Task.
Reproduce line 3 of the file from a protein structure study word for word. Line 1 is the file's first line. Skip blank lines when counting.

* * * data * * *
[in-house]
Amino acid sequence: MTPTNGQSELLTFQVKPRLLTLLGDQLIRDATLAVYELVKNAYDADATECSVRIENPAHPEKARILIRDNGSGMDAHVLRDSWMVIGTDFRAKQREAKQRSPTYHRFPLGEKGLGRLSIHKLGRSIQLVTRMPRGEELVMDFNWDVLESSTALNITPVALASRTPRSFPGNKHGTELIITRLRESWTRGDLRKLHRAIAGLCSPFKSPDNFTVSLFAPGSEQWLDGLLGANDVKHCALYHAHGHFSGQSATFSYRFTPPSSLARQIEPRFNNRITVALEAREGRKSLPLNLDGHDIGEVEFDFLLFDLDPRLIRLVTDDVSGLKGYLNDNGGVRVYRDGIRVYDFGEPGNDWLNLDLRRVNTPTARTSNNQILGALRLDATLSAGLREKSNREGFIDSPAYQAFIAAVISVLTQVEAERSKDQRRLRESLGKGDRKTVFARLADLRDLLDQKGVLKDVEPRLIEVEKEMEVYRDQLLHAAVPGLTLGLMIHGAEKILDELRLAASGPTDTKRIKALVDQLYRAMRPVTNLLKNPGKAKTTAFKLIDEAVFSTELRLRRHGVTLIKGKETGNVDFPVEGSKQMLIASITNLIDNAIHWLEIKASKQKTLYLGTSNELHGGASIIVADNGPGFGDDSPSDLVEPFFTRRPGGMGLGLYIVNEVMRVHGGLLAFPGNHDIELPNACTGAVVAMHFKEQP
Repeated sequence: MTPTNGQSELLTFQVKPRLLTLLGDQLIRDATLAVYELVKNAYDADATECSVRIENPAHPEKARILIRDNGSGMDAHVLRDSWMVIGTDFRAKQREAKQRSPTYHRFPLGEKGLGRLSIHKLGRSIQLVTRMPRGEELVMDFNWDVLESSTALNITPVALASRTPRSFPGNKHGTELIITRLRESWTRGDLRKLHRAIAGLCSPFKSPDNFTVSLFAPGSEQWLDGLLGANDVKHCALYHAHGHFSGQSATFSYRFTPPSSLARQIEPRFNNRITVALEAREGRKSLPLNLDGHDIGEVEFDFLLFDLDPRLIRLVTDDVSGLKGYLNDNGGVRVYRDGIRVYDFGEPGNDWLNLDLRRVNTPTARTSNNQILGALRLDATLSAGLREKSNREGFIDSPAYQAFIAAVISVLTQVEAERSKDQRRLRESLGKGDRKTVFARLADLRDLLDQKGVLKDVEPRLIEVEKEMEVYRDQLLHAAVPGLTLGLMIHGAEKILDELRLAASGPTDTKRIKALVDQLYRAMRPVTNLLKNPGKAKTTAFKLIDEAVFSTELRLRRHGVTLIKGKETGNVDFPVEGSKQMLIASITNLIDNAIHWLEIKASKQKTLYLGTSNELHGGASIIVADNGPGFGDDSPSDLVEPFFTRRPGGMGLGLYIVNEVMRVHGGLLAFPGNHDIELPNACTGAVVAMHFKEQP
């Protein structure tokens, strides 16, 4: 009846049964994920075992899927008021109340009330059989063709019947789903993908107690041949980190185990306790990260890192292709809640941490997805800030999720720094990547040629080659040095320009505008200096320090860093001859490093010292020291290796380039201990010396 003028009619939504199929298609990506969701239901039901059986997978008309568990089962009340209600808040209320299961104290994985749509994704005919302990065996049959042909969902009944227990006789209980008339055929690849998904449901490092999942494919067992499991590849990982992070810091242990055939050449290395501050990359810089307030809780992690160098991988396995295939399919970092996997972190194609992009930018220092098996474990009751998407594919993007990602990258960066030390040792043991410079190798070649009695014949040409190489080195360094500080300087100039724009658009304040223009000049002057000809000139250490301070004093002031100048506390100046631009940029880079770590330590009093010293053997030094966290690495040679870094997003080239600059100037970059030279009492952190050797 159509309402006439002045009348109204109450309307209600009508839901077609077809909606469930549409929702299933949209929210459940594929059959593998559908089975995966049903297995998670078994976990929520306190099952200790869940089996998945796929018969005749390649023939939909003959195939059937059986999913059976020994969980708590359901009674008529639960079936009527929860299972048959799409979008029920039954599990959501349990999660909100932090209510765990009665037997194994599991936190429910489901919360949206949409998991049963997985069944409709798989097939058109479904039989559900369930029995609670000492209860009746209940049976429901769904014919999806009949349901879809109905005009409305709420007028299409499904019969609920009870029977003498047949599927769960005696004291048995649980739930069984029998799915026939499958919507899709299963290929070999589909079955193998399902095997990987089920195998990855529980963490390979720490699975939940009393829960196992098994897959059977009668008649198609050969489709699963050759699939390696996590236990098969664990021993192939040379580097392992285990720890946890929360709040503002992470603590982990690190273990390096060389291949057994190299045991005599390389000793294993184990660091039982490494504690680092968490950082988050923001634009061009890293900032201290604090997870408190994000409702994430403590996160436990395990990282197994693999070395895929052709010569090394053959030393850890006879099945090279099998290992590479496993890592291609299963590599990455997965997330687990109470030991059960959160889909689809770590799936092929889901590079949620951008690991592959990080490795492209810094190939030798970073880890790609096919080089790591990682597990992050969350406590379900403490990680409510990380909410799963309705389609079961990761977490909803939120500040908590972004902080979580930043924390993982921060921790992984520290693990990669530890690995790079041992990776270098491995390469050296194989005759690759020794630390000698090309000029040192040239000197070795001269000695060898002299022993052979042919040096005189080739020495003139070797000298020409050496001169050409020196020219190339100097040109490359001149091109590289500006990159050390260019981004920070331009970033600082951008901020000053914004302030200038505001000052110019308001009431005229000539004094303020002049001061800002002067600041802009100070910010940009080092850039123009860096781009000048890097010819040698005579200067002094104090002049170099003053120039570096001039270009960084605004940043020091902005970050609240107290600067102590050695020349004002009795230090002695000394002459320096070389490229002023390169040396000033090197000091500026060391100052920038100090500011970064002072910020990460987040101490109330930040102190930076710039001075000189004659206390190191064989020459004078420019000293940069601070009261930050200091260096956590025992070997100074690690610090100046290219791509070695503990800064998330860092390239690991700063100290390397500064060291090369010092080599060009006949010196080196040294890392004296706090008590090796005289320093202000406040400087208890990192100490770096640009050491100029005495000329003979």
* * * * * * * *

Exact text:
Repeated sequence: MTPTNGQSELLTFQVKPRLLTLLGDQLIRDATLAVYELVKNAYDADATECSVRIENPAHPEKARILIRDNGSGMDAHVLRDSWMVIGTDFRAKQREAKQRSPTYHRFPLGEKGLGRLSIHKLGRSIQLVTRMPRGEELVMDFNWDVLESSTALNITPVALASRTPRSFPGNKHGTELIITRLRESWTRGDLRKLHRAIAGLCSPFKSPDNFTVSLFAPGSEQWLDGLLGANDVKHCALYHAHGHFSGQSATFSYRFTPPSSLARQIEPRFNNRITVALEAREGRKSLPLNLDGHDIGEVEFDFLLFDLDPRLIRLVTDDVSGLKGYLNDNGGVRVYRDGIRVYDFGEPGNDWLNLDLRRVNTPTARTSNNQILGALRLDATLSAGLREKSNREGFIDSPAYQAFIAAVISVLTQVEAERSKDQRRLRESLGKGDRKTVFARLADLRDLLDQKGVLKDVEPRLIEVEKEMEVYRDQLLHAAVPGLTLGLMIHGAEKILDELRLAASGPTDTKRIKALVDQLYRAMRPVTNLLKNPGKAKTTAFKLIDEAVFSTELRLRRHGVTLIKGKETGNVDFPVEGSKQMLIASITNLIDNAIHWLEIKASKQKTLYLGTSNELHGGASIIVADNGPGFGDDSPSDLVEPFFTRRPGGMGLGLYIVNEVMRVHGGLLAFPGNHDIELPNACTGAVVAMHFKEQP